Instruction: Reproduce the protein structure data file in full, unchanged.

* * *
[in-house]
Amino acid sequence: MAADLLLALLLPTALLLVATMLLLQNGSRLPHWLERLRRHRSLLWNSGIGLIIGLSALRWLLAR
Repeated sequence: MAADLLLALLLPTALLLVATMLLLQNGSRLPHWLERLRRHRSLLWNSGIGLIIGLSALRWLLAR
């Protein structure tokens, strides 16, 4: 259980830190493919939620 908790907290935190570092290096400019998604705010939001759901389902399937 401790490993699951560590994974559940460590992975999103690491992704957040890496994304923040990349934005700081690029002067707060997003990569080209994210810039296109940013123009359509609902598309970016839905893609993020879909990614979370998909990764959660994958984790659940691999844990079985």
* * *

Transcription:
[in-house]
Amino acid sequence: MAADLLLALLLPTALLLVATMLLLQNGSRLPHWLERLRRHRSLLWNSGIGLIIGLSALRWLLAR
Repeated sequence: MAADLLLALLLPTALLLVATMLLLQNGSRLPHWLERLRRHRSLLWNSGIGLIIGLSALRWLLAR
């Protein structure tokens, strides 16, 4: 259980830190493919939620 908790907290935190570092290096400019998604705010939001759901389902399937 401790490993699951560590994974559940460590992975999103690491992704957040890496994304923040990349934005700081690029002067707060997003990569080209994210810039296109940013123009359509609902598309970016839905893609993020879909990614979370998909990764959660994958984790659940691999844990079985």